June is Men's Health Month, and what better time to get cooking than summer, when the produce is ripe and the grill is calling?
While the stereotype of men being more comfortable at the grill than the stove may or may not be true, there's no reason the grill can't cover all of your bases for a healthy meal. Skip the processed meats like hot dogs and bratwurst. Chicken, fish, and lean cuts of beef marinated in vinaigrette, vegetables with a light spray of olive oil and sprinkle of herbs, and firm fruits, like peaches and pineapple, can all be prepared on the grill. Other than a little slicing and dicing in the kitchen, there's not much effort involved. And, the new digital meat thermometers that double as meat forks take all the guesswork out of grilling. (160 degrees Fahrenheit is considered safe.) Top it off with whole grain rolls and a pitcher of ice water infused with lemon, lime, strawberries, cucumber, or any combination that sounds tasty, and you've got an inviting meal.
Avoid ingesting carcinogens that can be created by grilling by following these tips:
- Marinate meats in a mix of oil, vinegar, herbs, and spices. Mix your own, or use bottled vinaigrette salad dressing. It not only encourages flavor and tenderness, but reduces carcinogens created in the grilling process by as much as eighty percent, according to a study by the Food Safety Consortium.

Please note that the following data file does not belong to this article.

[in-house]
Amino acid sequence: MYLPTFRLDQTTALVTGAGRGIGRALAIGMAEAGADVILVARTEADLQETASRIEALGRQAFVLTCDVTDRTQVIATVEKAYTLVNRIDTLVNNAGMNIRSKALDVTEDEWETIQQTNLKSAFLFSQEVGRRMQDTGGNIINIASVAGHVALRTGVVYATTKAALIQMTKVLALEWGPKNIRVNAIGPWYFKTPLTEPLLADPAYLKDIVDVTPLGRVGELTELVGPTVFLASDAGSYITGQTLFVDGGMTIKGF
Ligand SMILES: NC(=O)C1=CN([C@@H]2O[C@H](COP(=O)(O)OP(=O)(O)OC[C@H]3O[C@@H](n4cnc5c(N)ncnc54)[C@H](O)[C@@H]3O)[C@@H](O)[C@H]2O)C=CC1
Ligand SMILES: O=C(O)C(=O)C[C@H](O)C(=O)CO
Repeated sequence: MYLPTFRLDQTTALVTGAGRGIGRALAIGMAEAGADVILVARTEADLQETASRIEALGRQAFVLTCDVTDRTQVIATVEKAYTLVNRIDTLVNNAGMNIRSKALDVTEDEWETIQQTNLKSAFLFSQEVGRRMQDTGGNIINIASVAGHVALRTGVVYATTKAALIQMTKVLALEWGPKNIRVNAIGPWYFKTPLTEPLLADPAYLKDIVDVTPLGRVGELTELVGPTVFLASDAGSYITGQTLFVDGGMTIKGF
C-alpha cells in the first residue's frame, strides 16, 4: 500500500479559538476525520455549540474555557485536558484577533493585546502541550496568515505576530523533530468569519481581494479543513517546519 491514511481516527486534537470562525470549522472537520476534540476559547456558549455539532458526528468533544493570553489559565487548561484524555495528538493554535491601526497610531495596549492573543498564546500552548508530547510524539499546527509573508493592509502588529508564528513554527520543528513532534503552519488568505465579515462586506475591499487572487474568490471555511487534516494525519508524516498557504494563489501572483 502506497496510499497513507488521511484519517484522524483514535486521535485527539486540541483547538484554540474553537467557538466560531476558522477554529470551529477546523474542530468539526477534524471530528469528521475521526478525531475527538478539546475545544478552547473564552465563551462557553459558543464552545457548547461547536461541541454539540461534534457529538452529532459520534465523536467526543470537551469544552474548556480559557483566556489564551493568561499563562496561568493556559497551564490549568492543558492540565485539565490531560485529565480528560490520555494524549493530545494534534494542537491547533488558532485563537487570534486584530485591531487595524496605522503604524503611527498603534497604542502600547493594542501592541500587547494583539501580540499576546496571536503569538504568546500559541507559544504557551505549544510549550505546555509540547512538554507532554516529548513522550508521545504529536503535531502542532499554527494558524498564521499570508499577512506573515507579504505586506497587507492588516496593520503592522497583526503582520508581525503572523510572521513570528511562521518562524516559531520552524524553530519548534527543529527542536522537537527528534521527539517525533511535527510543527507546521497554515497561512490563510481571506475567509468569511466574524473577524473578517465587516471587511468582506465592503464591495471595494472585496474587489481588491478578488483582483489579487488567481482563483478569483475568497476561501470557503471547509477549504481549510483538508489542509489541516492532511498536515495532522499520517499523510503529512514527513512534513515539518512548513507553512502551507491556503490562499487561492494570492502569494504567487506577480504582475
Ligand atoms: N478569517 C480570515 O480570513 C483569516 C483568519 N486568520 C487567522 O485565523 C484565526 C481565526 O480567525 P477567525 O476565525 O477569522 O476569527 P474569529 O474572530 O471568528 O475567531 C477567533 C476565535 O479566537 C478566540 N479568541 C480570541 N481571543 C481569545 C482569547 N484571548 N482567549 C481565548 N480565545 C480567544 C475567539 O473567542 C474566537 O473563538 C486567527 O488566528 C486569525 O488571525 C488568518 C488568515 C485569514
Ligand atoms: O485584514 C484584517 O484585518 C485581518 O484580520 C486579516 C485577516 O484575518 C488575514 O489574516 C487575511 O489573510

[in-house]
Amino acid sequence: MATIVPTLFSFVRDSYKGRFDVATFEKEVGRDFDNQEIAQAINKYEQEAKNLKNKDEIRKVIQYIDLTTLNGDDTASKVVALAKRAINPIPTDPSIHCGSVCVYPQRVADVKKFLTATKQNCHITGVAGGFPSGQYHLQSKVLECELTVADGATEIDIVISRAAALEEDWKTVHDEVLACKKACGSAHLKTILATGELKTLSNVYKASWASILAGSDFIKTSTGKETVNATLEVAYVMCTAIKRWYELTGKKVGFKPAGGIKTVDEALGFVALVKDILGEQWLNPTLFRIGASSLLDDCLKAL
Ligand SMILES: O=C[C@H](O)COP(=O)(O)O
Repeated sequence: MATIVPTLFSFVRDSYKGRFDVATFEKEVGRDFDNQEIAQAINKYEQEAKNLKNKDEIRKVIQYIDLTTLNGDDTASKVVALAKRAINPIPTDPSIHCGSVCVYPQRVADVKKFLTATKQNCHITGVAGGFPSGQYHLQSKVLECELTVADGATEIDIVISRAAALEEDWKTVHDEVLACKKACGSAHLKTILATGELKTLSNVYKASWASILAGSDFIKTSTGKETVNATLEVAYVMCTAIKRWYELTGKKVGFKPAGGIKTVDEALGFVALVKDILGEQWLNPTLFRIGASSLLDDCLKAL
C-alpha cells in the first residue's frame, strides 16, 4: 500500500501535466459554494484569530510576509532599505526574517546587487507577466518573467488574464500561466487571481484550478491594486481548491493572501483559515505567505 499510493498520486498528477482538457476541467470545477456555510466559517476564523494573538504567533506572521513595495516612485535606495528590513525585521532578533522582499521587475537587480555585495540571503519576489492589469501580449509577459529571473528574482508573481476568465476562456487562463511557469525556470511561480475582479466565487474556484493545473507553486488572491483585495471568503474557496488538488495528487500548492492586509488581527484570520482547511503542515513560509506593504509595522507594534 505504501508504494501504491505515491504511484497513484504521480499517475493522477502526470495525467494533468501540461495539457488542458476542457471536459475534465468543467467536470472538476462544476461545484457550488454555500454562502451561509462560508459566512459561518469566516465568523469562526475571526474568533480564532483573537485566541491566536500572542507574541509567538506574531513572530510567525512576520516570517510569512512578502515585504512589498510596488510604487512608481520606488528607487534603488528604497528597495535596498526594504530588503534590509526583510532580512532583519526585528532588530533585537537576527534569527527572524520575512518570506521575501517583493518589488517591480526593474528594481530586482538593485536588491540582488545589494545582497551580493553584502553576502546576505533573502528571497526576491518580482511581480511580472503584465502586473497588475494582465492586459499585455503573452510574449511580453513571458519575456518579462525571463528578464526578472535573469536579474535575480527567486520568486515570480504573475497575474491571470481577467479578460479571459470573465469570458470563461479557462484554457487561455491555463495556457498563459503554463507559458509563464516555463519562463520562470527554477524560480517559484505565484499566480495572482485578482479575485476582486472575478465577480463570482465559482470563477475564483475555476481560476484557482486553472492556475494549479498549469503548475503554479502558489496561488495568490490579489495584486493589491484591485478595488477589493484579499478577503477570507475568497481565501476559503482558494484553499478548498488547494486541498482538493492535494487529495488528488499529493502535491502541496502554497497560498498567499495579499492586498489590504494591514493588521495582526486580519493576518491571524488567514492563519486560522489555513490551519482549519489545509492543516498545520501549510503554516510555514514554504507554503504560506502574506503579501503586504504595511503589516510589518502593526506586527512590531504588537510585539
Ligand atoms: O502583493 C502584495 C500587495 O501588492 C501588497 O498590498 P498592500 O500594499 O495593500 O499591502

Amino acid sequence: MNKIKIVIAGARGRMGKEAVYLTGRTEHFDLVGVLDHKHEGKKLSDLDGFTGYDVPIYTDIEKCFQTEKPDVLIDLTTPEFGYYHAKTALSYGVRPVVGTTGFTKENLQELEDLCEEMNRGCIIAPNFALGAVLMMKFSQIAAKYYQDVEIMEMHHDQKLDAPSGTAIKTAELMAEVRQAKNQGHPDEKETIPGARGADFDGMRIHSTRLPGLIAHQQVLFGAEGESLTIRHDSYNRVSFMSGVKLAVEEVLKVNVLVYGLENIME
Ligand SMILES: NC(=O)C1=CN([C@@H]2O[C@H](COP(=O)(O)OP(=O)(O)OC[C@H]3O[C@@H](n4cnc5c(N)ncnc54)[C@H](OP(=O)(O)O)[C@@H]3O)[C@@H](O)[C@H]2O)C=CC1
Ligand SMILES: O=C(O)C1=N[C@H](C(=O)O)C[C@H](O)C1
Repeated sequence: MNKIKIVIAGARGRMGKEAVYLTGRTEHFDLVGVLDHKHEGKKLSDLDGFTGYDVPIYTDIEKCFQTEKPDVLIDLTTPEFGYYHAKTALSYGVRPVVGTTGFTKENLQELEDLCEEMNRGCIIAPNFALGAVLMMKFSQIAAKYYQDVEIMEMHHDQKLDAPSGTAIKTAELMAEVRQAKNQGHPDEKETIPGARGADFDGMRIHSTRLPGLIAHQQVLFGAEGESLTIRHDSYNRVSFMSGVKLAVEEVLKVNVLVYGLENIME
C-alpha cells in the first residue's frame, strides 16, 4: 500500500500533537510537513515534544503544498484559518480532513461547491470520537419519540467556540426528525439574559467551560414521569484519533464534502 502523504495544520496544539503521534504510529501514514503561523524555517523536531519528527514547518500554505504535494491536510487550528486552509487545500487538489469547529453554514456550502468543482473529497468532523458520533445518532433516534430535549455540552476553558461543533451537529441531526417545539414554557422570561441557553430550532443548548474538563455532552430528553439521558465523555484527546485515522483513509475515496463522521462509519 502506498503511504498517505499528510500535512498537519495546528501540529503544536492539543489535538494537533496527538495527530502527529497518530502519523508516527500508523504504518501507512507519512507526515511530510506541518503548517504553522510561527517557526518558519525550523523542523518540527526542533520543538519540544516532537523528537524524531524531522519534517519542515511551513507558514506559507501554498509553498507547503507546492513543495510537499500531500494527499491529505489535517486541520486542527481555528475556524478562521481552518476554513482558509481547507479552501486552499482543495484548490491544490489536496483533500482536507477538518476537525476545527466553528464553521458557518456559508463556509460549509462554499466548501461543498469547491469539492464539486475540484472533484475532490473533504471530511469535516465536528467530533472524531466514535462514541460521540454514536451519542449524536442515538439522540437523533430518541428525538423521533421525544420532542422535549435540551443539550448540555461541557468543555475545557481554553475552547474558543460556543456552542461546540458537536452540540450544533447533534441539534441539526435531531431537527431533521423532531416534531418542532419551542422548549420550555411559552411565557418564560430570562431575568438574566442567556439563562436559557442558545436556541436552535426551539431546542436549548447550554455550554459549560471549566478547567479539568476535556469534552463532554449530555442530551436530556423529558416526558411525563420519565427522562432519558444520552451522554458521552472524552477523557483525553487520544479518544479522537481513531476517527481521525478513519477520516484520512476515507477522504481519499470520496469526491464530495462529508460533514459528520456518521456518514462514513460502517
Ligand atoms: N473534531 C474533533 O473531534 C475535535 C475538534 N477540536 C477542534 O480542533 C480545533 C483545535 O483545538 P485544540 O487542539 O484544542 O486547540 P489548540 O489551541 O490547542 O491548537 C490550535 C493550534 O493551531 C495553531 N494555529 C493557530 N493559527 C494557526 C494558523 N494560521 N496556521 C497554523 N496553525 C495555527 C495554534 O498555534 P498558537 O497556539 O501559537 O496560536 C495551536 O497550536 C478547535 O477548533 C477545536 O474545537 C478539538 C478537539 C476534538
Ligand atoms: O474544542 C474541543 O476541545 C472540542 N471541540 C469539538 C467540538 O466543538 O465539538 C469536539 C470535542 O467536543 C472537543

- Clean your grill. Brushing off charred residue from previous meals reduces the amount of carcinogens present.
- Avoid flare-ups that cause your food to char. Choosing leaner cuts of meat will reduce the amount of grease that drips onto the coals, which often causes flare-ups.
- Reduce cooking time on the grill. Cut meat into smaller pieces, or pre-cook in the microwave, so that you're just using the grill to finish it off. Larger pieces of meat are often charred on the outside by the time the inside is thoroughly cooked.
New Hope Baptist Church in Grand Rapids will host the YMCA's Healthy Cooking Matters Class on June 11 from 6:30-8:30 p.m. After completing the class, participants are eligible to take part in the "Real Men Cook & Eat Healthy" friendly cooking competition at the Baxter Community Center Friday, June 13 from 5:30-7:30 p.m. No fee is required, but pre-registration is necessary for both events. To register for the cooking class and contest, RSVP please contact Cle Jackson, senior community liaison Blue Cross Blue Shield of Michigan Community Responsibility, at [email protected]